“It’s quite frightening, that two people [Forbes and Stier] can make a decision about a horse, and everybody confirms it … we weren’t even allowed to look at her report, prior to their meeting to discuss it,” he said.
“It was a closed-door [meeting], [they said] we’re getting on with it.
“They were the police, the prosecutor, the judge, the jury and the hangman all in one room.
“I don’t know [what the next step is], I don’t know what the appeals system is here, but there must be thousands of punters out there who’ve backed him, seen the television, seen him working, seen him happy and [now] feel that they’ve lost their money for no good reason.”
One of Marmelo’s owners, John O’Neill, was asked on racing and sport broadcaster RSN whether connections would consider legal action to resolve the issue.
“Absolutely,” he replied.
Scans available if concerns held over horses, says RV
On Thursday, Stier said that if there were concerns about any horse remaining in contention to make the field, officials would order standing CT scans.
He said there was no plan to scan the entire field.
“But our veterinary surgeons as we speak are out and about conducting pre-race checks on all the horses engaged in the Melbourne Cup, and should they have any concerns similar to these horses, then those horses will be required to undergo a CT scan and further diagnostic work prior to the declarations,” Stier told RSN.
“If the connections are considering [legal action] they will explore those avenues,” he said.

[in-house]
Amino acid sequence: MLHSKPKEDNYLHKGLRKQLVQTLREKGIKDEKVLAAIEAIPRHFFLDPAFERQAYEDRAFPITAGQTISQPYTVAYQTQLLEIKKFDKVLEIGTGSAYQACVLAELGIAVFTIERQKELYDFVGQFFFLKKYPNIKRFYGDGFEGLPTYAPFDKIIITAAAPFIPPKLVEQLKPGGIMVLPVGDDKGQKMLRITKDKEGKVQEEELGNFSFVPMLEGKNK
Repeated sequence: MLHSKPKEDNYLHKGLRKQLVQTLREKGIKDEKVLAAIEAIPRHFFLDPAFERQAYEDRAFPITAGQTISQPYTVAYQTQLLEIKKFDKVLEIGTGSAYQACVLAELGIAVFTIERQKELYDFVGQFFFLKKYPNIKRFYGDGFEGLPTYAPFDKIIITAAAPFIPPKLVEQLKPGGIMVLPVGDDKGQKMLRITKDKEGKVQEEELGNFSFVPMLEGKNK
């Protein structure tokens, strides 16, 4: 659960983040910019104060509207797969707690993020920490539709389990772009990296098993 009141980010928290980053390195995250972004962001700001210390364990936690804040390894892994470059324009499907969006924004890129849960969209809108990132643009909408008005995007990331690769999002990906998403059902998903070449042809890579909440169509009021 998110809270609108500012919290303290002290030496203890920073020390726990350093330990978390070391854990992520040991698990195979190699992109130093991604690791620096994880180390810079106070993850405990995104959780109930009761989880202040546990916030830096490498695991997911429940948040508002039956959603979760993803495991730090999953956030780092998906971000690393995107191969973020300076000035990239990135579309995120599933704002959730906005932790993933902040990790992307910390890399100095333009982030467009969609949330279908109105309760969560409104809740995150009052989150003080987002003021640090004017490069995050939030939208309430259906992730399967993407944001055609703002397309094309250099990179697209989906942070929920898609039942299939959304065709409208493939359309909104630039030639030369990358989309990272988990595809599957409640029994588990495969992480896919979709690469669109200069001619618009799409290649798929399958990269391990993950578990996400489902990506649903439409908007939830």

“There is no right of appeal against the decision to withdraw the horse, so that’s a matter for them again.”
Three other international horses also received CT scans this spring.
Following the running of the Caulfield Cup, Red Verdon and Gold Mount were scanned — Red Verdon showed it had a bone injury and Gold Mount a ligament injury.
The Ian Williams-trained Gold Mount has been retired from racing, while Red Verdon has been ruled out of the Melbourne spring racing.
Cross Counter, which did not run in the Caulfield Cup, was scanned and was ruled clear of injury.
The second horse ruled out, Ispolini, was trained by Charlie Appleby for Godolphin.
Godolphin won the race for the first time in 2018 with Cross Counter, who will try to achieve back-to-back victories next Tuesday.
It is now the racing operation’s only hope for the race after Red Galileo — who ran fifth in the Geelong Cup last week and was not yet qualified for the Cup — was ruled out for the spring with an injury in trackwork.
Appleby’s travelling foreman, Chris Connett, said the stable was disappointed about the decision to withdraw Ispolini.
“Obviously horse welfare is at the forefront and always is with any decision with our team and when you come to different racing jurisdictions you have to abide by their rules, and that’s what they’ll do,” Connett said.
Victorian Racing Minister Martin Pakula backed the decision to rule both horses out of the race.
“As I understand it in this situation scans have shown that the horses are unfit,” Mr Pakula said.
“I’m not going to make a judgement about that, I’m not a vet.
“But I certainly have faith in the Racing Victoria veterinarians to make decisions about the best interests of horses.”